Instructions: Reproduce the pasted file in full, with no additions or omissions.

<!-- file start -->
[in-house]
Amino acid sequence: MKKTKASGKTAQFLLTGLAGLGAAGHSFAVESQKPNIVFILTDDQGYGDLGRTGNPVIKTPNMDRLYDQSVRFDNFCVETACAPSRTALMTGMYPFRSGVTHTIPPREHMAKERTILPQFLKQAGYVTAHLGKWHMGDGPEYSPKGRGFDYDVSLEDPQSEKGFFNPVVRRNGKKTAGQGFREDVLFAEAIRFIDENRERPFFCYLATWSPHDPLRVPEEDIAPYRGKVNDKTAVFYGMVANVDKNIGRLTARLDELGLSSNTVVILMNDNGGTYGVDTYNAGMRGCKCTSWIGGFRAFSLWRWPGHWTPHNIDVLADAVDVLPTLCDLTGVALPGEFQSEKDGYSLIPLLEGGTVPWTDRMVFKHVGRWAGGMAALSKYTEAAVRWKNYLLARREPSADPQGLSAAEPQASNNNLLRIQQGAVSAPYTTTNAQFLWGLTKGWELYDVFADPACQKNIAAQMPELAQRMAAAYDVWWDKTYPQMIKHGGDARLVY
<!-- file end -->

[in-house]
Amino acid sequence: MKKTKASGKTAQFLLTGLAGLGAAGHSFAVESQKPNIVFILTDDQGYGDLGRTGNPVIKTPNMDRLYDQSVRFDNFCVETACAPSRTALMTGMYPFRSGVTHTIPPREHMAKERTILPQFLKQAGYVTAHLGKWHMGDGPEYSPKGRGFDYDVSLEDPQSEKGFFNPVVRRNGKKTAGQGFREDVLFAEAIRFIDENRERPFFCYLATWSPHDPLRVPEEDIAPYRGKVNDKTAVFYGMVANVDKNIGRLTARLDELGLSSNTVVILMNDNGGTYGVDTYNAGMRGCKCTSWIGGFRAFSLWRWPGHWTPHNIDVLADAVDVLPTLCDLTGVALPGEFQSEKDGYSLIPLLEGGTVPWTDRMVFKHVGRWAGGMAALSKYTEAAVRWKNYLLARREPSADPQGLSAAEPQASNNNLLRIQQGAVSAPYTTTNAQFLWGLTKGWELYDVFADPACQKNIAAQMPELAQRMAAAYDVWWDKTYPQMIKHGGDARLVY